• The NeuConnect interconnector is being built between the Isle of Grain and Wilhelmshaven.

Would it not be better for the physical and mental health of German citizens, if they abandoned their dirty love of brown coal and spent the money in the North Sea?

January 10, 2023 Posted by | Energy | , , , , , , , , , , , , , , , | 3 Comments

The Next Generation Of Fixed Foundation Wind Farms

This article on, is entitled Offshore Wind Turbines In 2022: 15 MW Prototypes Starting To Spin In Europe, Chinese Rolling Out 16 MW Models, Windcatcher And VAWTs Secure Demo Projects.

The title itself, shows 15-16 MW wind turbines and the text lists three European 15 MW and two Chinese 16 MW wind turbines, that are being developed.

This paragraph also indicates that Siemens Gamesa are in the running for orders.

So far, the SG 14-236 DD wind turbine has been selected as a preferred option for the Norfolk Vanguard and Boreas wind farms offshore the UK, as well as for the MFW Bałtyk II and MFW Bałtyk III wind farms in the Polish Baltic Sea.

Large turbines with a capacity of 15 MW and upwards appear to be becoming the new normal.

Water depths for these large turbines are forecast to be deeper than the two Norfolk wind-farms, which are between 22 and 40 metres.

This means that foundations will get much larger and heavier.

This article on, is entitled New Monopile Installation Method Attracts Major Backer, describes a new generation of monopiles as 100-130 metres in length, 12-15 metres in outer diameter, and a weight of up to 5,000 tonnes.

Installing these long and heavy objects safely in deep waters, is not a job for the faint-hearted.

The article describes a new method of installation, which I feel is very elegant.

  • The XXXL monopiles are built horizontally.
  • They are moved on to the jack-up ship by self-propelled modular transporters (SPMT).
  • It appears at least two or possibly up to four monopiles can be carried on the ship.
  • They are lifted into the vertical position by a lifting beam.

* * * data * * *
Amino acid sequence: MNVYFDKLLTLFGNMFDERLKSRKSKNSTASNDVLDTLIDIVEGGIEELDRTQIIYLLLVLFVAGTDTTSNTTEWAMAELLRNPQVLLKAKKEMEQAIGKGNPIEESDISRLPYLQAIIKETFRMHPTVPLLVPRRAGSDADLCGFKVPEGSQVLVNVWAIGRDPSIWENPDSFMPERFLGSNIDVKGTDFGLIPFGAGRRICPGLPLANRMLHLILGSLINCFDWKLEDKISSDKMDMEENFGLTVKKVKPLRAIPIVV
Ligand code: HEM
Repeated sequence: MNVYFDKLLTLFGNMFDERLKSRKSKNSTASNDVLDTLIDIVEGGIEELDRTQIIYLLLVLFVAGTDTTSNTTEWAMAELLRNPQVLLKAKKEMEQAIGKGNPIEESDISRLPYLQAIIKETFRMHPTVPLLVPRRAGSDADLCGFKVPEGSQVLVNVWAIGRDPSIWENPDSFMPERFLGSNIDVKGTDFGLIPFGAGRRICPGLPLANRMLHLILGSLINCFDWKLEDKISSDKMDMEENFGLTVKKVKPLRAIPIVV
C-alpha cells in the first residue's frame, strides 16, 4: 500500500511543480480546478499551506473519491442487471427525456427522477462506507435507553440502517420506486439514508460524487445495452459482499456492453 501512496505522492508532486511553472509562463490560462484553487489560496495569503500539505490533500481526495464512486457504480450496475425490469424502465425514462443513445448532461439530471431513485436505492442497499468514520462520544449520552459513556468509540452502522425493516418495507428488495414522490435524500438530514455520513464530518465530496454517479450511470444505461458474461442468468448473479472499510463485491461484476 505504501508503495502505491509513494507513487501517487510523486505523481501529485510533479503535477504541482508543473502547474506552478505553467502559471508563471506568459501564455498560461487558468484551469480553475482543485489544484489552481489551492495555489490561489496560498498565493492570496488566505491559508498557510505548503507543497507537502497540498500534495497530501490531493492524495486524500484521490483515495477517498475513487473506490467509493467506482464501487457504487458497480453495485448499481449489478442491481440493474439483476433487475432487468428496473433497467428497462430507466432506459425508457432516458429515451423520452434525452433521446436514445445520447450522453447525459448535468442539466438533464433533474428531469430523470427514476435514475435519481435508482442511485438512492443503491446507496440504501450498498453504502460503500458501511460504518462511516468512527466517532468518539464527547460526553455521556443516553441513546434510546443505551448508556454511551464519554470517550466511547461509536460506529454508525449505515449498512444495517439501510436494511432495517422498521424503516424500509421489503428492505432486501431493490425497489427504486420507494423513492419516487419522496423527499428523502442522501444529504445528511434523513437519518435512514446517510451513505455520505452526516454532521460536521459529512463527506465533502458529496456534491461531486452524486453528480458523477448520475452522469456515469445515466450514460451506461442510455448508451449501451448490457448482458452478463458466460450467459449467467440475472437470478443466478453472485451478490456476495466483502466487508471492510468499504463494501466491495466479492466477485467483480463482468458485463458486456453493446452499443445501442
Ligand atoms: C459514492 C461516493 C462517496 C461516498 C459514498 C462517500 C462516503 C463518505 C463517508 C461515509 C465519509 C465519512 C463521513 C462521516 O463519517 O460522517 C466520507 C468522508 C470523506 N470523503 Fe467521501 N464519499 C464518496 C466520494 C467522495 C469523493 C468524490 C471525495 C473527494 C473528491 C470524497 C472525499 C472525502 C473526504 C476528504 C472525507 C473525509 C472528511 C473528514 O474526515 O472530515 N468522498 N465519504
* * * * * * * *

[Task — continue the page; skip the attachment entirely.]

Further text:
1. No cranes are involved in the process.
  2. The lifting beam method of erecting the 5,000 tonne XXXL monopile is simple and very efficient.
  3. Self-propelled modular transporters were used to install the 2000 tonne subway at Hackney Wick station.
  4. Rollers are fitted on the ship to ease handling of the monopiles.

I can certainly see this specialised jack-up ship speeding up the installation of these giant monopiles.

Consequences For Floating Wind

I do wonder, if this method of installing fixed foundation wind farms, will allow larger foundations and these may mean that there is less need for the more complex floating wind farms.

January 5, 2023 Posted by | Energy | , , , , , , , , | Leave a comment

Vestas 15 MW Prototype Turbine Produces First Power

The title of this post, is the same as that of this article on

This is the introductory paragraph.

Vestas’ V236-15.0 MW prototype wind turbine has produced its first kWh after being fully assembled at the Østerild National test centre for large wind turbines in Western Jutland, Denmark.

The first of the four wind farms in the Hornsea wind farm complex to be developed is Hornsea One.

  • It has a capacity of 1218 MW.
  • It is comprised of 174 Siemens SWT-7.0-154, which each have a generating capacity of 7 MW.

If 15 MW turbines could have been used on Hornsea One, it would have more than doubled the generating capacity to 2625 MW.

But obviously, larger turbines have longer blades, so they may need to be placed further apart.

In Vattenfall Boosts Capacity For Norfolk Offshore Wind Zone, I write about how Vattenfall are increasing the size of their Norfolk wind farms, by proposing to use larger turbines.


Turbines will get larger and 15 MW turbines will be commonplace.

A possible advantage is that you only need sixty-seven turbines for a GW, as opposed to a hundred 10 MW turbines, so there are possibilities to optimise the most profitable way to build a wind farm.